Israel and Hamas. Because of the siege, there is no drinkable water nor
electricity in Gaza for most hours of the day. Unemployment and poverty
are pervasive and the healthcare system lacks the most basic means. This
reality serves as the foundation on top of which the disaster of
COVID-19 has only made things worse in Gaza.
It is important to emphasize that these injustices are not a one-time
slippage or straying away from the path. These injustices are not a
mistake or a symptom, they are the policy and the disease. The actions
of the Israeli military in 2020 are nothing but a continuation and
upholding of the legacy of massacre, expulsion of families, and land
theft, the legacy which “enabled” the establishment of the State of
Israel, as a proper democratic state, for Jews only.
Historically, the military has been seen as a tool which serves the
“melting pot” policy, as an institution which crosscuts social class and
gender divides in Israeli society. In reality, this could not be further
from the truth. The military is enacting a clear program of
‘channeling’; soldiers from upper-middle class are channelled into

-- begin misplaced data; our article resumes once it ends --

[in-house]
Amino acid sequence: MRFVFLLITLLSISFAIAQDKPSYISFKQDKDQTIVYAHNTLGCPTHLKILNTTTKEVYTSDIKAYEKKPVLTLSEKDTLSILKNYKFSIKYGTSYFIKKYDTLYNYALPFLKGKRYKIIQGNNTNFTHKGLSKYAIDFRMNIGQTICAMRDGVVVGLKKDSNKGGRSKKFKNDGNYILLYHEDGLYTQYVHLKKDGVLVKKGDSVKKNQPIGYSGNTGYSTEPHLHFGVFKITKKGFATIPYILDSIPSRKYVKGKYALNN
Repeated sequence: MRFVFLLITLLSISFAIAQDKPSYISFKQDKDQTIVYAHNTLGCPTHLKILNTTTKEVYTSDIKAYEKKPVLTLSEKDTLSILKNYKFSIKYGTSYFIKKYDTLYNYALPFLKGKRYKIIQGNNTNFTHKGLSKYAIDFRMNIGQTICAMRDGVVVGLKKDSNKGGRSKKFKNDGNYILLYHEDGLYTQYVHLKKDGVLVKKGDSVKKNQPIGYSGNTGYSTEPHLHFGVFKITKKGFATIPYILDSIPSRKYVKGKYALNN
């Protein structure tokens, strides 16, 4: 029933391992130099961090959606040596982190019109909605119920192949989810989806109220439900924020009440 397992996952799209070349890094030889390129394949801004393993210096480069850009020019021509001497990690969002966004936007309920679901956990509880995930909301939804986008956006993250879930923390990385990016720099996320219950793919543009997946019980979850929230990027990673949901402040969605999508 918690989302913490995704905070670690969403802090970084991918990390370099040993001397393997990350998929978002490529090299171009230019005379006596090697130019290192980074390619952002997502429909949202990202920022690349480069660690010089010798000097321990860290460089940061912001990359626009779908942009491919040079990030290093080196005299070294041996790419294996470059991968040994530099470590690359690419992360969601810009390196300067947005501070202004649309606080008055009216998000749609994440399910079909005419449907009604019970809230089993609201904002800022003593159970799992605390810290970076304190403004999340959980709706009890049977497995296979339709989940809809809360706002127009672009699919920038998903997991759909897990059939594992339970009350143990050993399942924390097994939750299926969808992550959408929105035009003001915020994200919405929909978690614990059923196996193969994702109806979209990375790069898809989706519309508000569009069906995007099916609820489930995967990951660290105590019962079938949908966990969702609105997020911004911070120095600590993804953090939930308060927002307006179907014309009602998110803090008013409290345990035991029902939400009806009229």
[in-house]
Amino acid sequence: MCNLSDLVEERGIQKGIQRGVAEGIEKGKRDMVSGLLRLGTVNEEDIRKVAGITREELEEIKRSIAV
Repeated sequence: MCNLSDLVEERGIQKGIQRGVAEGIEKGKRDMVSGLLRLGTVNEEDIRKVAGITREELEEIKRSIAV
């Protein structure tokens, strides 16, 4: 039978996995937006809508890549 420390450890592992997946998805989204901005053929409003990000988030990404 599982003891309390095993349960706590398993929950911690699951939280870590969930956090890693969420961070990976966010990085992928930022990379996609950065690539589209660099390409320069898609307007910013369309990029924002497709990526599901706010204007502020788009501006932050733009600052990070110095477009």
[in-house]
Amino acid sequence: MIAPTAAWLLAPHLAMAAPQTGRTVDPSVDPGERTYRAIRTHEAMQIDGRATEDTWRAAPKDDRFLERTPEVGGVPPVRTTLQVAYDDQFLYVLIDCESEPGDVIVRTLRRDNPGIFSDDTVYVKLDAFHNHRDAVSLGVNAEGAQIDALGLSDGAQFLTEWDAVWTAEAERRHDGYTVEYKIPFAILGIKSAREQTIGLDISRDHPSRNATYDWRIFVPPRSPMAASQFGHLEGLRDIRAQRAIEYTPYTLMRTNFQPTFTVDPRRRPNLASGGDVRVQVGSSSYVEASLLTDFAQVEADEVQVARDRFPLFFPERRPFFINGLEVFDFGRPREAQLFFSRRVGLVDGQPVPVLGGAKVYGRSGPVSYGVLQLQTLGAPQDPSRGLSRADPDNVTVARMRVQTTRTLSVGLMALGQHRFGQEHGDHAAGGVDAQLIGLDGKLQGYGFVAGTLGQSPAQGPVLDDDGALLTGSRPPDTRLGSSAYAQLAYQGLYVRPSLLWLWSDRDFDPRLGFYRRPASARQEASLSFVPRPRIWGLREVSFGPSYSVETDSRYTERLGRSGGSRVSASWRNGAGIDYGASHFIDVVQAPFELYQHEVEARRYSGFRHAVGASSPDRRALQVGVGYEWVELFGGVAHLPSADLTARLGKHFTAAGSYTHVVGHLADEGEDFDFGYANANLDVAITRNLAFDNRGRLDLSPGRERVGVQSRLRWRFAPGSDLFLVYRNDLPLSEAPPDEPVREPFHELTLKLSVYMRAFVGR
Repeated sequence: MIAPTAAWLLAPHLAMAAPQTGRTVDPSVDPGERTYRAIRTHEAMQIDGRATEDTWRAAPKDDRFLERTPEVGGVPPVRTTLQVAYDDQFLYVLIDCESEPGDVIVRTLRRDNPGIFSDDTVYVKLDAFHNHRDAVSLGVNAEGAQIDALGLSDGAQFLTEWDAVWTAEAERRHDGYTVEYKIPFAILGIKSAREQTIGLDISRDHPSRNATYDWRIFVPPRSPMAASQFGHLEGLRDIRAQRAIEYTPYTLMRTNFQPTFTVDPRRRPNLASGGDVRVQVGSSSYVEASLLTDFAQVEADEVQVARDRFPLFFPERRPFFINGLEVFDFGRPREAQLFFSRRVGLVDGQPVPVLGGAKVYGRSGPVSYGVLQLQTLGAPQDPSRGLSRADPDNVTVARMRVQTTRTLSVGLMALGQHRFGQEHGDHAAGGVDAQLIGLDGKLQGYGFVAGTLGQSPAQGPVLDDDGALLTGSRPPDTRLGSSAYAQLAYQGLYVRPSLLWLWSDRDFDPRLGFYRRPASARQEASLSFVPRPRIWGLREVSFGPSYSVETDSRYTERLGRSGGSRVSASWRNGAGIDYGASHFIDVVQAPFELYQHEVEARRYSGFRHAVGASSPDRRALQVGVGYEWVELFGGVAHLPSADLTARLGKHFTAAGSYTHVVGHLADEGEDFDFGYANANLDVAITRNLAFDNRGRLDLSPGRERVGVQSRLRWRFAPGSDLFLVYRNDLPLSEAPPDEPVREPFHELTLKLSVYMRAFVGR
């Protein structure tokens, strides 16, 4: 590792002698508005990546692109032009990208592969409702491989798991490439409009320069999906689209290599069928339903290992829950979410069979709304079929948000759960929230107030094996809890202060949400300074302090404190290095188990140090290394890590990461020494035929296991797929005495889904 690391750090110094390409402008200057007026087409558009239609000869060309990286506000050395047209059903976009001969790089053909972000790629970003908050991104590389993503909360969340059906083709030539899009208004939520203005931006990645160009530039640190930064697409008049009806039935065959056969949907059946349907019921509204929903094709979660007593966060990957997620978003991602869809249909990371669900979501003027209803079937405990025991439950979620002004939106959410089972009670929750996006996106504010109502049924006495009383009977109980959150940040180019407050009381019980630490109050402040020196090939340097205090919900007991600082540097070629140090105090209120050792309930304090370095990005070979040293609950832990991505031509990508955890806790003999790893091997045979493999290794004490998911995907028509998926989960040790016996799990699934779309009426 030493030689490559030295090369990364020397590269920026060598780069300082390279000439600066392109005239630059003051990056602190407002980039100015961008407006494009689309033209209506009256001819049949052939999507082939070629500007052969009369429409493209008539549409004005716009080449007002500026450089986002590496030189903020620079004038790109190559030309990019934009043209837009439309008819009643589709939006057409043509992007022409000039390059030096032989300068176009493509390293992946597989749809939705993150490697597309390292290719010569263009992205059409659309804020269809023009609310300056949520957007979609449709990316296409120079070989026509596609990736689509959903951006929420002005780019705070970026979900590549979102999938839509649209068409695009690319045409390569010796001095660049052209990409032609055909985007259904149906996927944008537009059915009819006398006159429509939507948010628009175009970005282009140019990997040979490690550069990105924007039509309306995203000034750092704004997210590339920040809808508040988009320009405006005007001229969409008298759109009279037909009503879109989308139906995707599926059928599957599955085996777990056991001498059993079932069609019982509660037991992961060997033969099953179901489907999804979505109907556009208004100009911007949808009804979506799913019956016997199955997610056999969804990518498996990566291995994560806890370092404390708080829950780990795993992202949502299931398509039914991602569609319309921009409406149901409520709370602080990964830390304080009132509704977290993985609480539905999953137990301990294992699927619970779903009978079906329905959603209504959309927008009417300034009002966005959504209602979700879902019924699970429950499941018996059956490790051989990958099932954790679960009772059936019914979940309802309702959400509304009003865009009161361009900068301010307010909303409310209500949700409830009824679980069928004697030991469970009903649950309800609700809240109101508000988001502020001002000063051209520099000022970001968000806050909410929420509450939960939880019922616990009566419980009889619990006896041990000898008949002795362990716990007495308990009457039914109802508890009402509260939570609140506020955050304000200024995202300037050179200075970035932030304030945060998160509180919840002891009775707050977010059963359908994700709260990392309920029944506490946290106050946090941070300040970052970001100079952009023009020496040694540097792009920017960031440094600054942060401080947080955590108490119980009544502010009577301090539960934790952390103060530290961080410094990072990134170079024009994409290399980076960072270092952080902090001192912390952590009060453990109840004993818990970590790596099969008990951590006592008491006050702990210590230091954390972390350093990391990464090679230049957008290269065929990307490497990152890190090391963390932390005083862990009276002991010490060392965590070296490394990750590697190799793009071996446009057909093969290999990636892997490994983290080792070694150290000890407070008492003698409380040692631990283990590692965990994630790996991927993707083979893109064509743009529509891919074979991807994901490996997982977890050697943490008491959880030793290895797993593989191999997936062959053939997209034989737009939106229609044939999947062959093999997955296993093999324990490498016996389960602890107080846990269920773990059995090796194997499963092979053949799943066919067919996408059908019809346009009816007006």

positions with economic and civilian prospects, while soldiers from
lower socioeconomic backgrounds are channelled into positions which have
high mental and physical risk and which do not provide the same head
start in civil society. Simultaneously, women’s representation in
violent positions such as pilots, tank commanders, combat soldiers, and
intelligence officers, is being marketed as feminist achievment. How
does it make sense that the struggle against gender inequality is
achieved through the oppression of Palestinian women? These
“achievements” sidestep solidarity with the struggle of Palestinian
women. The military is cementing these power relations and the
oppression of marginalized communities through a cynical co-opting of
We are calling for high school seniors (shministiyot) our age to ask
themselves: What and who are we serving when we enlist in the military?
Why do we enlist? What reality do we create by serving in the military
of the occupation? We want peace, and real peace requires justice.
Justice requires acknowledgment of the historical and present
injustices, and of the continuing Nakba. Justice requires reform in the
form of the end of the occupation, the end of the siege on Gaza, and
recognition of the right of return for Palestinian refugees. Justice
demands solidarity, joint struggle, and refusal.